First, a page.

Employees have the potential to be your biggest differentiator from an online competitor. Who wants to wait on hold with customer service for an hour, or pay for shipping to return an item that was wrong in the first place? Turn your employees into technology wielding, customer service ninjas. Give them the power to make quick decisions regarding discounts, taking returns and addressing customer complaints.  Arm them with tools that allow them to quickly check pricing, inventory, upcoming specials and more as they interact with customers.

 

Listen and Take Feedback.
Don’t forget the power of face to face interaction. In a physical store, you have the ability to actually meet your customers in person and hear what they have to say. Talk to your customers and find out what they like and don’t like, ask for feedback in person or offer a reward for completing an online survey. Watch for those who are unhappy or unsatisfied and try to rectify the situation. We all know that an unhappy customer will tell far more people about their experience than a happy one. Don’t miss an opportunity to turn a poor experience into a great one.

 

Make it Memorable.
At some point along the customer’s journey, from finding your website to walking out your door, make sure that they FEEL something. It might be telling them the story behind your business, or peaking their curiosity with a well-designed window display, or offering them a coffee while they’re in the store. Whatever IT is, make sure that it creates a feeling or experience that they will remember.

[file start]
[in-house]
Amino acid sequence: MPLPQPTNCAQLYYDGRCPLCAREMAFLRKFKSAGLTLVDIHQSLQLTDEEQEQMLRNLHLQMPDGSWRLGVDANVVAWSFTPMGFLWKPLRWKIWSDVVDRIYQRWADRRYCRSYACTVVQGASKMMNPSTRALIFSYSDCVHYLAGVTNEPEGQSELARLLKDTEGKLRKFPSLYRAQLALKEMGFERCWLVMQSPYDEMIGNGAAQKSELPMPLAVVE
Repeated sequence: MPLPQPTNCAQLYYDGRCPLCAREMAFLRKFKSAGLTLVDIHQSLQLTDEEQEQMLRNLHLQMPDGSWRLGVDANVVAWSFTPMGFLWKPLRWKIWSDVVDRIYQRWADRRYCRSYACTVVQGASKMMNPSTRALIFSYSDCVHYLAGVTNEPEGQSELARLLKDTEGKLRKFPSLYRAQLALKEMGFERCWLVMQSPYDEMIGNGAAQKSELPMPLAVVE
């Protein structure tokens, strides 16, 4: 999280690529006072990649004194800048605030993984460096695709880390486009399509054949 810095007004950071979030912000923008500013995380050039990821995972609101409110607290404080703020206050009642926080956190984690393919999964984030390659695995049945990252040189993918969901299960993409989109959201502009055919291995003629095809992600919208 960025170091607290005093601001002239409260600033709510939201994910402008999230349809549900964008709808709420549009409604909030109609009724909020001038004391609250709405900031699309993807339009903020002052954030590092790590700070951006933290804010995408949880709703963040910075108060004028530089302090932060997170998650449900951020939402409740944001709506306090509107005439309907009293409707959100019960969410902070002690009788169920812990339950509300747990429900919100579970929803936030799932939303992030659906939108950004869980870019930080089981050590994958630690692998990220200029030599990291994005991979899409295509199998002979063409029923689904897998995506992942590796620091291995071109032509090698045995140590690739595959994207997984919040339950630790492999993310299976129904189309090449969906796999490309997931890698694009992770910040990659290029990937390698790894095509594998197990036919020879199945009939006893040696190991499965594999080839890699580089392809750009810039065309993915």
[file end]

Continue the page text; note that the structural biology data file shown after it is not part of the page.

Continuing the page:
If you can master even a few of these tips, you might just prompt your customers to get off their couches, out of their desks, away from their computers and return to your store, over and over. Keep in mind that you have weapons unavailable to the online world and use them to your advantage. Make sure you don’t miss Part Two of this article, when we’ll look at how you can also add strategies from online retailers to your arsenal.

 

If you have any questions regarding the information above or if you would like to discuss getting the right insurance for your business or for personal risk management, our Bullfrog Insurance brokers would be happy to help you out. Contact us today for a free quote!

Insurance Options for Your Small Business

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Bullfrog Insurance now offers small business owners the option of purchasing either a Business Owners Policy or a Liability Only Policy for their small business. With two options for you to choose from to protect your small business against risk, we want to ensure that you don’t get confused by which policy is right for you.

We are here to help you make the right decision for your business when it comes to its insurance protection. Here is some insight to help clarify the differences between the two types of policy options we offer so you can make the right choice based on your business’ needs:

 

1. Business Owners Policy (full package deal).

What does this option include?

This full package automatically includes Property Coverage, Business Interruption/Income Coverage, Crime Coverage, Equipment Breakdown Insurance, Commercial General Liability, Non-owned Automobile Liability and comprehensive package extensions such as Cyber Event Expense, Installation Floater etc.

Is this right for my small business?

This full package is great for business owners who have a physical business property or own valuable tools, equipment etc.

 

2. Liability Only Policy.

What does this option include?

The Liability Only option includes Commercial General Liability and Non-owned Automobile Liability.

Is this right for my small business?